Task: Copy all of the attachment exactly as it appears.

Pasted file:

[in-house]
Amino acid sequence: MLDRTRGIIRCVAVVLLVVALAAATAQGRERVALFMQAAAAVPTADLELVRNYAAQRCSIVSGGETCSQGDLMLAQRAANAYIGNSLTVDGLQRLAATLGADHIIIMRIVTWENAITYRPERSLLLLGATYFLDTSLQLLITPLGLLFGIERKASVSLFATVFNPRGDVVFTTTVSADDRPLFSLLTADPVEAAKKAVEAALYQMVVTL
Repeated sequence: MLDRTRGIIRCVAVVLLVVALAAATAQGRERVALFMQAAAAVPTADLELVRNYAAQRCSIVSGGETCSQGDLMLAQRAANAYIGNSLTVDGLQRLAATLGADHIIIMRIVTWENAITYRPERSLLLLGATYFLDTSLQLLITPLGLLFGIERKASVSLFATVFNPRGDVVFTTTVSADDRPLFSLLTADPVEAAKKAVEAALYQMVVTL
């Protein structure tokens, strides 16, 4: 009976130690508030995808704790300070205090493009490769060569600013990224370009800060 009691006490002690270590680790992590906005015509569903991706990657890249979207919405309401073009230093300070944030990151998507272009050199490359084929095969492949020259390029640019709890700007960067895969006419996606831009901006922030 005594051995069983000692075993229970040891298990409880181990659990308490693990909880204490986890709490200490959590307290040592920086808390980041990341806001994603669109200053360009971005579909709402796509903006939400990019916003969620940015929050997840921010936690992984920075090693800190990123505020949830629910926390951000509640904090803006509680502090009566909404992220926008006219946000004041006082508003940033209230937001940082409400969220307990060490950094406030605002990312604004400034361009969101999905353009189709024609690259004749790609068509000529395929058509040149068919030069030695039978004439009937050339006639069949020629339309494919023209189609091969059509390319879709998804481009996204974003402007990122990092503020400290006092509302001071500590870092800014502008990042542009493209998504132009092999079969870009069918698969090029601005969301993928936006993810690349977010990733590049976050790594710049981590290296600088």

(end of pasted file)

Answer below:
[in-house]
Amino acid sequence: MLDRTRGIIRCVAVVLLVVALAAATAQGRERVALFMQAAAAVPTADLELVRNYAAQRCSIVSGGETCSQGDLMLAQRAANAYIGNSLTVDGLQRLAATLGADHIIIMRIVTWENAITYRPERSLLLLGATYFLDTSLQLLITPLGLLFGIERKASVSLFATVFNPRGDVVFTTTVSADDRPLFSLLTADPVEAAKKAVEAALYQMVVTL
Repeated sequence: MLDRTRGIIRCVAVVLLVVALAAATAQGRERVALFMQAAAAVPTADLELVRNYAAQRCSIVSGGETCSQGDLMLAQRAANAYIGNSLTVDGLQRLAATLGADHIIIMRIVTWENAITYRPERSLLLLGATYFLDTSLQLLITPLGLLFGIERKASVSLFATVFNPRGDVVFTTTVSADDRPLFSLLTADPVEAAKKAVEAALYQMVVTL
């Protein structure tokens, strides 16, 4: 009976130690508030995808704790300070205090493009490769060569600013990224370009800060 009691006490002690270590680790992590906005015509569903991706990657890249979207919405309401073009230093300070944030990151998507272009050199490359084929095969492949020259390029640019709890700007960067895969006419996606831009901006922030 005594051995069983000692075993229970040891298990409880181990659990308490693990909880204490986890709490200490959590307290040592920086808390980041990341806001994603669109200053360009971005579909709402796509903006939400990019916003969620940015929050997840921010936690992984920075090693800190990123505020949830629910926390951000509640904090803006509680502090009566909404992220926008006219946000004041006082508003940033209230937001940082409400969220307990060490950094406030605002990312604004400034361009969101999905353009189709024609690259004749790609068509000529395929058509040149068919030069030695039978004439009937050339006639069949020629339309494919023209189609091969059509390319879709998804481009996204974003402007990122990092503020400290006092509302001071500590870092800014502008990042542009493209998504132009092999079969870009069918698969090029601005969301993928936006993810690349977010990733590049976050790594710049981590290296600088």